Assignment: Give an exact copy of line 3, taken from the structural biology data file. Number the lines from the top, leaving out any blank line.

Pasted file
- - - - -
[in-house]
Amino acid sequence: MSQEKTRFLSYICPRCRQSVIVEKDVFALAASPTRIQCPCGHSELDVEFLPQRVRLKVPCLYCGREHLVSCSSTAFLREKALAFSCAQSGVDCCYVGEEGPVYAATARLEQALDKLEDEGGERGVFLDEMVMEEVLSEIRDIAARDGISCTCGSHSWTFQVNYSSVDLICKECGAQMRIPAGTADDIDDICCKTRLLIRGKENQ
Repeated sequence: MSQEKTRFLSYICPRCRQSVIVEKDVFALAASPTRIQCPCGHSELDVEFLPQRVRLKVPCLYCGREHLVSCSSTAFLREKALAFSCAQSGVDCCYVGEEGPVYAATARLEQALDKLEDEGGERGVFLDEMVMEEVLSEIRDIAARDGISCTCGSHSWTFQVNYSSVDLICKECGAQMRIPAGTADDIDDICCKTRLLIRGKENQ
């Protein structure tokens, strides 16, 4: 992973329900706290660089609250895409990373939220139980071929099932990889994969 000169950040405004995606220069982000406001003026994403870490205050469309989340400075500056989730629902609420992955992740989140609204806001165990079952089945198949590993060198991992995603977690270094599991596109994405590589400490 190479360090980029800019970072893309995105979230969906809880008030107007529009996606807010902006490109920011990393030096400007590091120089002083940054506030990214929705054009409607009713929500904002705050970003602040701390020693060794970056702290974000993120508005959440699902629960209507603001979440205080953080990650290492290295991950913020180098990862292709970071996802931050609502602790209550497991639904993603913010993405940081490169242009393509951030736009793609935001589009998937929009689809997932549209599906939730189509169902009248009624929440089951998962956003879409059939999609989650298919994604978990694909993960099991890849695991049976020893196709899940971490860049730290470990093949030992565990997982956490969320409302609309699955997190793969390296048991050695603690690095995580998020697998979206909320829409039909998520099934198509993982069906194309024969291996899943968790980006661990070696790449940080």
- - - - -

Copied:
Repeated sequence: MSQEKTRFLSYICPRCRQSVIVEKDVFALAASPTRIQCPCGHSELDVEFLPQRVRLKVPCLYCGREHLVSCSSTAFLREKALAFSCAQSGVDCCYVGEEGPVYAATARLEQALDKLEDEGGERGVFLDEMVMEEVLSEIRDIAARDGISCTCGSHSWTFQVNYSSVDLICKECGAQMRIPAGTADDIDDICCKTRLLIRGKENQ